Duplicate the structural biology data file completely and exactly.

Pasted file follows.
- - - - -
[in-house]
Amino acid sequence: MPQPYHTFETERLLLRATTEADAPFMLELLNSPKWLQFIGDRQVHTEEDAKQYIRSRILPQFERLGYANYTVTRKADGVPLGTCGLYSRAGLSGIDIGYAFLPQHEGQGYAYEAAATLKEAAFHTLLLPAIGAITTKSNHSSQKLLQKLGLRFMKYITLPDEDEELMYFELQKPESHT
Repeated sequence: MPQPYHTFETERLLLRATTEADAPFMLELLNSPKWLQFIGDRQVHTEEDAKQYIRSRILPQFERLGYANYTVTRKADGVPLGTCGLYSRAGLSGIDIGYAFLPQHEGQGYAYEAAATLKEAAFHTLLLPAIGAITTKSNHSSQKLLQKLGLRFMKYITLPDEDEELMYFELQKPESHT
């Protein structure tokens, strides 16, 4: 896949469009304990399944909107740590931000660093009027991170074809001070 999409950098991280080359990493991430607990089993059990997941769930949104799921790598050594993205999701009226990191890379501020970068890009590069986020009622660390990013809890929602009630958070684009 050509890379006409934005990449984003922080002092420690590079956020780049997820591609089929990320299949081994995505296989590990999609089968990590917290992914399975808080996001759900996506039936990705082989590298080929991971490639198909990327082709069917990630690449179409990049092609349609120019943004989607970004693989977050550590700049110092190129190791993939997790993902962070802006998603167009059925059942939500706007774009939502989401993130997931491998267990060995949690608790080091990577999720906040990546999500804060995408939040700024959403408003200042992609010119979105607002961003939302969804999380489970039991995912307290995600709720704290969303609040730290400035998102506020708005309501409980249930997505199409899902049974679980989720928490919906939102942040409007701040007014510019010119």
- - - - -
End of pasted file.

[in-house]
Amino acid sequence: MPQPYHTFETERLLLRATTEADAPFMLELLNSPKWLQFIGDRQVHTEEDAKQYIRSRILPQFERLGYANYTVTRKADGVPLGTCGLYSRAGLSGIDIGYAFLPQHEGQGYAYEAAATLKEAAFHTLLLPAIGAITTKSNHSSQKLLQKLGLRFMKYITLPDEDEELMYFELQKPESHT
Repeated sequence: MPQPYHTFETERLLLRATTEADAPFMLELLNSPKWLQFIGDRQVHTEEDAKQYIRSRILPQFERLGYANYTVTRKADGVPLGTCGLYSRAGLSGIDIGYAFLPQHEGQGYAYEAAATLKEAAFHTLLLPAIGAITTKSNHSSQKLLQKLGLRFMKYITLPDEDEELMYFELQKPESHT
């Protein structure tokens, strides 16, 4: 896949469009304990399944909107740590931000660093009027991170074809001070 999409950098991280080359990493991430607990089993059990997941769930949104799921790598050594993205999701009226990191890379501020970068890009590069986020009622660390990013809890929602009630958070684009 050509890379006409934005990449984003922080002092420690590079956020780049997820591609089929990320299949081994995505296989590990999609089968990590917290992914399975808080996001759900996506039936990705082989590298080929991971490639198909990327082709069917990630690449179409990049092609349609120019943004989607970004693989977050550590700049110092190129190791993939997790993902962070802006998603167009059925059942939500706007774009939502989401993130997931491998267990060995949690608790080091990577999720906040990546999500804060995408939040700024959403408003200042992609010119979105607002961003939302969804999380489970039991995912307290995600709720704290969303609040730290400035998102506020708005309501409980249930997505199409899902049974679980989720928490919906939102942040409007701040007014510019010119």